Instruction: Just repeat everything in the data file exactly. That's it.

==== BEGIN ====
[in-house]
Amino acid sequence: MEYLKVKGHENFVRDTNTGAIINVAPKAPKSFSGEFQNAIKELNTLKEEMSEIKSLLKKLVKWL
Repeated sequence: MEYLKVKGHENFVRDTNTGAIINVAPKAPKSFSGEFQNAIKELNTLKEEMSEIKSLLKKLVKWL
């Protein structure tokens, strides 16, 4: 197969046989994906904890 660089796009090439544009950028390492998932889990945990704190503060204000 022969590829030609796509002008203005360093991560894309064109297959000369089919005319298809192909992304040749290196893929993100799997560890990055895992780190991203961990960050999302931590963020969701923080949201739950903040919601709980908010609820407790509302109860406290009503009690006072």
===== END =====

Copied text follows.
[in-house]
Amino acid sequence: MEYLKVKGHENFVRDTNTGAIINVAPKAPKSFSGEFQNAIKELNTLKEEMSEIKSLLKKLVKWL
Repeated sequence: MEYLKVKGHENFVRDTNTGAIINVAPKAPKSFSGEFQNAIKELNTLKEEMSEIKSLLKKLVKWL
């Protein structure tokens, strides 16, 4: 197969046989994906904890 660089796009090439544009950028390492998932889990945990704190503060204000 022969590829030609796509002008203005360093991560894309064109297959000369089919005319298809192909992304040749290196893929993100799997560890990055895992780190991203961990960050999302931590963020969701923080949201739950903040919601709980908010609820407790509302109860406290009503009690006072």